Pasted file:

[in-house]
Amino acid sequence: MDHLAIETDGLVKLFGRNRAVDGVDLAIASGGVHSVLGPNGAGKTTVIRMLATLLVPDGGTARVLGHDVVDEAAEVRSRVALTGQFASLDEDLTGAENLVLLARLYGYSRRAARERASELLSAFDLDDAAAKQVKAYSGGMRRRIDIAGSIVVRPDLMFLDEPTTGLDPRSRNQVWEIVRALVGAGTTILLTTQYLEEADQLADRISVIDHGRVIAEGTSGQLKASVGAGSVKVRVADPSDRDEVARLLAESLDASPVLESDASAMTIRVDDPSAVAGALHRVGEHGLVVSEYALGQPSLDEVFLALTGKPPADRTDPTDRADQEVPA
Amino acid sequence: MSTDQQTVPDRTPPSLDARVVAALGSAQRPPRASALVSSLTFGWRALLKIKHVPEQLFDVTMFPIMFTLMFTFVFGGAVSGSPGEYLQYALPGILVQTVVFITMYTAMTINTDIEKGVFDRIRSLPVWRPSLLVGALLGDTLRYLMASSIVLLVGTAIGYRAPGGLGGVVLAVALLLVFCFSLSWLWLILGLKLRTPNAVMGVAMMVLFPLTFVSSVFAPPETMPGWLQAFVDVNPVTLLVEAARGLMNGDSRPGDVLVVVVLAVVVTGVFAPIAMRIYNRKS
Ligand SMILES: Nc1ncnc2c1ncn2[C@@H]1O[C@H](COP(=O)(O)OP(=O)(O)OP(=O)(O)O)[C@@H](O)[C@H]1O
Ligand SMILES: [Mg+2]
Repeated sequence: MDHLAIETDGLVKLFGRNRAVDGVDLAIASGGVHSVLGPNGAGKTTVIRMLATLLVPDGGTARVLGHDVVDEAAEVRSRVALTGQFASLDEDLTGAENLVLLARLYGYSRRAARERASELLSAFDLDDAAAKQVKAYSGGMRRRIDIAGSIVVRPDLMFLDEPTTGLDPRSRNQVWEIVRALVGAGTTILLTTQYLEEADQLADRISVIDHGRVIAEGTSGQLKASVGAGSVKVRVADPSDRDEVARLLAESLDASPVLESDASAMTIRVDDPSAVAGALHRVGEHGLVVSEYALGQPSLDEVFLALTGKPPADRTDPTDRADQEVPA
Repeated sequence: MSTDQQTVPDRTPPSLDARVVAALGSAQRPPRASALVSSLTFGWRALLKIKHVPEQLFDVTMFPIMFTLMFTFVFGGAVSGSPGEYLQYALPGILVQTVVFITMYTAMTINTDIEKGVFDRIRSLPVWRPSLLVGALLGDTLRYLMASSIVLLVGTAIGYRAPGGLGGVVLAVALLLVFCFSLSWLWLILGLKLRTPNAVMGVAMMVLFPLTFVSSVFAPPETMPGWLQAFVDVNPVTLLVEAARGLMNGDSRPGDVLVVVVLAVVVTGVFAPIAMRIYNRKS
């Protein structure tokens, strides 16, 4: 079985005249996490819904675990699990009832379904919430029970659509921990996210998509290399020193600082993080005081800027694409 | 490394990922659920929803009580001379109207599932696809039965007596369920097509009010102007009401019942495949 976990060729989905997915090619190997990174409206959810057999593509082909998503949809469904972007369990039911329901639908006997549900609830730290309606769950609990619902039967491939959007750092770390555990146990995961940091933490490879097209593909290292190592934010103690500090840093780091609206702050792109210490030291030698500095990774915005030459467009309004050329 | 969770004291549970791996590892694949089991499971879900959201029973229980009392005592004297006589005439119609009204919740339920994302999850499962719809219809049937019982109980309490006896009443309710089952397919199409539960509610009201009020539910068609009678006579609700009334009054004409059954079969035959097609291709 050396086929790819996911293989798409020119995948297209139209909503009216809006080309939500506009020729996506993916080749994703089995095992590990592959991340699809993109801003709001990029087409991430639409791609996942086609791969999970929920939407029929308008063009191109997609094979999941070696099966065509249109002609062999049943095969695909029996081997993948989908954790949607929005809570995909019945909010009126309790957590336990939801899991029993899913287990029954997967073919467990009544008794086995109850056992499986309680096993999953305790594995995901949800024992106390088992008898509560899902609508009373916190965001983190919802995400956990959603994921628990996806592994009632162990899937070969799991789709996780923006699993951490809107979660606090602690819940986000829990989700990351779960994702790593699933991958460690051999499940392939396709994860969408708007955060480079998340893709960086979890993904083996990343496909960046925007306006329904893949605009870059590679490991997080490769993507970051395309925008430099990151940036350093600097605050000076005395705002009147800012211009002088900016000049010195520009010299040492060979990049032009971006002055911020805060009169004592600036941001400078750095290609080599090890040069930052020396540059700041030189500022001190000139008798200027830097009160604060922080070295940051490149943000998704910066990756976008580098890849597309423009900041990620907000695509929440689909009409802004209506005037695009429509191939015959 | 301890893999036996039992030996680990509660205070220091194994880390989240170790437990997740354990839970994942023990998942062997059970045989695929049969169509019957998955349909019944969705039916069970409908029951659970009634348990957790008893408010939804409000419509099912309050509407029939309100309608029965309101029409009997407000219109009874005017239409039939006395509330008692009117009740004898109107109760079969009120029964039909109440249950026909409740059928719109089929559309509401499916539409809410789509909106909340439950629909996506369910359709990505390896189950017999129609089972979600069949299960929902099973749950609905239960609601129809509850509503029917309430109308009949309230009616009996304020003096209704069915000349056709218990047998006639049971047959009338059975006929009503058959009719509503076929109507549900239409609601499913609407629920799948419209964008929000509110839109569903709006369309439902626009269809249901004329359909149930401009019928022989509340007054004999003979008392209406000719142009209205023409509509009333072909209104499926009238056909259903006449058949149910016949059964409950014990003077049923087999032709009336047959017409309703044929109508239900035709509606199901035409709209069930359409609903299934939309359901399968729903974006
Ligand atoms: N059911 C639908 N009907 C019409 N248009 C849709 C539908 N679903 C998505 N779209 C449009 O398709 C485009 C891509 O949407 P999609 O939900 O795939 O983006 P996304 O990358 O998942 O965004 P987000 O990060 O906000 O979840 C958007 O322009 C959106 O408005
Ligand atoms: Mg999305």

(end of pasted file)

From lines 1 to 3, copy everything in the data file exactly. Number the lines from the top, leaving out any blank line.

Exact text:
[in-house]
Amino acid sequence: MDHLAIETDGLVKLFGRNRAVDGVDLAIASGGVHSVLGPNGAGKTTVIRMLATLLVPDGGTARVLGHDVVDEAAEVRSRVALTGQFASLDEDLTGAENLVLLARLYGYSRRAARERASELLSAFDLDDAAAKQVKAYSGGMRRRIDIAGSIVVRPDLMFLDEPTTGLDPRSRNQVWEIVRALVGAGTTILLTTQYLEEADQLADRISVIDHGRVIAEGTSGQLKASVGAGSVKVRVADPSDRDEVARLLAESLDASPVLESDASAMTIRVDDPSAVAGALHRVGEHGLVVSEYALGQPSLDEVFLALTGKPPADRTDPTDRADQEVPA
Amino acid sequence: MSTDQQTVPDRTPPSLDARVVAALGSAQRPPRASALVSSLTFGWRALLKIKHVPEQLFDVTMFPIMFTLMFTFVFGGAVSGSPGEYLQYALPGILVQTVVFITMYTAMTINTDIEKGVFDRIRSLPVWRPSLLVGALLGDTLRYLMASSIVLLVGTAIGYRAPGGLGGVVLAVALLLVFCFSLSWLWLILGLKLRTPNAVMGVAMMVLFPLTFVSSVFAPPETMPGWLQAFVDVNPVTLLVEAARGLMNGDSRPGDVLVVVVLAVVVTGVFAPIAMRIYNRKS